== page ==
Since the infamous All-Star Game tie in 2002, Major League Baseball’s slogan for its Midsummer Classic has been “This time it counts.” In 2012, though, the game may count but MLB’s usual social media rules do not.

Major League Baseball announced last week it would allow players participating in the All-Star Game — scheduled for Tuesday, July 10 at Kauffman Stadium in Kansas City — to use social media while the game is being played. There are some restrictions: players can only use laptops set up in the dugouts and can only make social media posts once they are lifted from the game.

Still, such policies are far more lenient than usual: as part of the collective bargaining agreement signed following last season, players are not allowed to post on social media such as Twitter and Facebook during a regular season or postseason game.

Bending its social media rules is just another modification MLB has made as it tries to generate interest in a game that has no trouble drawing fans to the ballpark but plenty of difficulties in maintaining its television audience. The MLB All-Star Game is regularly played to robust crowds, and with almost four weeks to go before this year’s game, tickets are going for a minimum of $285 on In addition, tickets to All-Star Game festivities such as the Home Run Derby and the “Futures Game” — a showcase for up-and-coming minor leaguers — are also available on the resale site.

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However, while the MLB All-Star Game remains the crown jewel of all-star games — the only one to receive a midweek prime time slot on one of the major networks — and often grabs a larger share of the TV audience than events such as the NCAA Tournament and Kentucky Derby, it also regularly sets new records for low television ratings.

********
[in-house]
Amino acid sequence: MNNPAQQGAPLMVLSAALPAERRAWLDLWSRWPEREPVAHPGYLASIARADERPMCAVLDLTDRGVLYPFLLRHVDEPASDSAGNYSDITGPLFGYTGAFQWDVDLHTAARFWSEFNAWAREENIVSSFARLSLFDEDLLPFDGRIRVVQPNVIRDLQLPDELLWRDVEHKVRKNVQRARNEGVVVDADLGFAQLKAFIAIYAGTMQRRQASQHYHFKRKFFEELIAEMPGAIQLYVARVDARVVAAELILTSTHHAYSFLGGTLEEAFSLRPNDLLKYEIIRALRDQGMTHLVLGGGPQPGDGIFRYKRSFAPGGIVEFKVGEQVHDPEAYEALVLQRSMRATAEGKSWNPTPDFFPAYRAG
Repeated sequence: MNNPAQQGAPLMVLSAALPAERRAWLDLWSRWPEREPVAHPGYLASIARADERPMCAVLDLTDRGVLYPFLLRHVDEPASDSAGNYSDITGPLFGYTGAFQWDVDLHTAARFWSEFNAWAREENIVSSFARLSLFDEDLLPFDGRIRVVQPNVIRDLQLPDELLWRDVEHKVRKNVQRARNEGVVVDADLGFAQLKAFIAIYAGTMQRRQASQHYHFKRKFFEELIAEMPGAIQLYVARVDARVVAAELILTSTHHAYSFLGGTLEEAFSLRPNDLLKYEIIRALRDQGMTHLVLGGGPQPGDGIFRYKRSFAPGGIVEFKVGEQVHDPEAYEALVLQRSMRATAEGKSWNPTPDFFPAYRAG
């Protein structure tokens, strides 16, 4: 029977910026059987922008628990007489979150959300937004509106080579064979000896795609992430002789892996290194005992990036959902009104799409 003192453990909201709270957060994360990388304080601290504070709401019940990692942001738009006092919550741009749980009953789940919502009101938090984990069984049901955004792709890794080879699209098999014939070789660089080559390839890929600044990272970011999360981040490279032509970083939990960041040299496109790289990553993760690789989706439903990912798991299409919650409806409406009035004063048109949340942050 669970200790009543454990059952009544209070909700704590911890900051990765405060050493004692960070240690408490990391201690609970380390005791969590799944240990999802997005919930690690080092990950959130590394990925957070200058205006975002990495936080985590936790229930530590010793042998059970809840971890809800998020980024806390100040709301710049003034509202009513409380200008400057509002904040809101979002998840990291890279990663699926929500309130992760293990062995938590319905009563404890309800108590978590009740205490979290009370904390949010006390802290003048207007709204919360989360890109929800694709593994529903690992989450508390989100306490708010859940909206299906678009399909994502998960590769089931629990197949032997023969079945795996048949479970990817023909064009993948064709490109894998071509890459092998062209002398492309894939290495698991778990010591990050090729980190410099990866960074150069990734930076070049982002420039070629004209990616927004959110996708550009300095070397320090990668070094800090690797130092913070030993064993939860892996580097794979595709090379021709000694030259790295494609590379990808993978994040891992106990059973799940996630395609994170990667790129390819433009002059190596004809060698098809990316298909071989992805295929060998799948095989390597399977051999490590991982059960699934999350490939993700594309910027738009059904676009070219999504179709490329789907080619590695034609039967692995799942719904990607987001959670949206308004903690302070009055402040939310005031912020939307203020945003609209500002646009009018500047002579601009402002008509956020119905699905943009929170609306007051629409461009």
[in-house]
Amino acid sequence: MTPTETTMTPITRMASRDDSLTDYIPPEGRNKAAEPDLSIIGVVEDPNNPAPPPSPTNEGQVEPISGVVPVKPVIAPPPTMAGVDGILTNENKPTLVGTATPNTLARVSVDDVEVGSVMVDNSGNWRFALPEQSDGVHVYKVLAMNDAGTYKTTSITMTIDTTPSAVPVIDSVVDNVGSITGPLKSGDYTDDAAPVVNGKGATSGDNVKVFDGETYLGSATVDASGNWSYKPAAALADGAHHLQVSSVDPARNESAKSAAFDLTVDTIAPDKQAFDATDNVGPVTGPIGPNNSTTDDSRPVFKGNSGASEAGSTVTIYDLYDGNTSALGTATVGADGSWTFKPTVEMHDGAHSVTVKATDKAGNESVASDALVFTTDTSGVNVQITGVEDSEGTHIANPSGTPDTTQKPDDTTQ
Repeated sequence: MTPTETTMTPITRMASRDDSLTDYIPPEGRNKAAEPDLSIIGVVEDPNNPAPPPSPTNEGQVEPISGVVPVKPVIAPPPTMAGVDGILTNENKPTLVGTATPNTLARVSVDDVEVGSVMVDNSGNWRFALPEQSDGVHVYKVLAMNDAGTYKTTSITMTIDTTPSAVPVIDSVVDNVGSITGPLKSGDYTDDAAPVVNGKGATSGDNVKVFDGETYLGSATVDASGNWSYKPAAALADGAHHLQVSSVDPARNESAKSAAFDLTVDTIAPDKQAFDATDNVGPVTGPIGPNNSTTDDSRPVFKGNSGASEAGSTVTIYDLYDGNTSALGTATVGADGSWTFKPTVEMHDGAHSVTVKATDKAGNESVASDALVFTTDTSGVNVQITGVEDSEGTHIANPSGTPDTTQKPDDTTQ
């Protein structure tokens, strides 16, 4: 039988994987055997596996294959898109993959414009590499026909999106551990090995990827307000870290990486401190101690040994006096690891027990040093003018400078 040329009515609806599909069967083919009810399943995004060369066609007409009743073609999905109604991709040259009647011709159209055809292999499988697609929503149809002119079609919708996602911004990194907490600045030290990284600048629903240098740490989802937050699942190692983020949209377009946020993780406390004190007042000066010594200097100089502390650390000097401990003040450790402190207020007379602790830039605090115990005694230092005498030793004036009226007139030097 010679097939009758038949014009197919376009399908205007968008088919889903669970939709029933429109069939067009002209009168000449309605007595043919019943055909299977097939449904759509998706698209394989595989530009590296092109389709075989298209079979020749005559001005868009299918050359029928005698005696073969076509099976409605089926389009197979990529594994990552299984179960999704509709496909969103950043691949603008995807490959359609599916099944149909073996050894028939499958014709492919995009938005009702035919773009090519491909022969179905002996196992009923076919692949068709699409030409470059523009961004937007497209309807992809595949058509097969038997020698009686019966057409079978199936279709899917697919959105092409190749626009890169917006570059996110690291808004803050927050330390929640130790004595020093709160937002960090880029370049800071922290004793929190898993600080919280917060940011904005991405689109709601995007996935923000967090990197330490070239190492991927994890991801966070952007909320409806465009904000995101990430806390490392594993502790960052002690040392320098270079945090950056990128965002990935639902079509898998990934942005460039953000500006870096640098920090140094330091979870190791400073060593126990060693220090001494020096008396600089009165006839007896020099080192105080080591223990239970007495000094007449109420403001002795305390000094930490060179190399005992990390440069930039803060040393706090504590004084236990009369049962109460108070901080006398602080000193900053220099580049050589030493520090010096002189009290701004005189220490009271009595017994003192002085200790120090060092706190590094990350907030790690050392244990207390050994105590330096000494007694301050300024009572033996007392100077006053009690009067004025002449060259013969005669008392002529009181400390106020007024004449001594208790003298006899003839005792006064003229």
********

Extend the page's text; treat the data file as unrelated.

Last year’s game had an overnight rating of 6.9 percent, down from the 2010 record low of 7.5 percent. It was the fifth time in 10 years the All-Star Game recorded its lowest ratings ever. In addition, the 2012 overnight rating was more than 50 percent lower than the 1998 rating.

Tapping into the widespread popularity of social media is another attempt to stem those erosions. Last year’s Home Run Derby was a popular topic on Twitter and generated almost 5,000 Tweets per second, which made it at the time one of the top 10 events in the history of Twitter.

The most notable — and polarizing — effort to bring some urgency and attention to the game happened after the 2002 All-Star Game, which was declared a tie when both teams ran out of pitchers following the 11th inning. Since 2003, the winner of the All-Star Game has earned home field advantage for its representative in the World Series. However, even with home field at stake, managers still treat the game like an exhibition and begin frequent substituting as early as the second inning. MLB almost endured another embarrassing moment in 2008, when both teams were down to their last pitcher before the AL won in the 15th inning.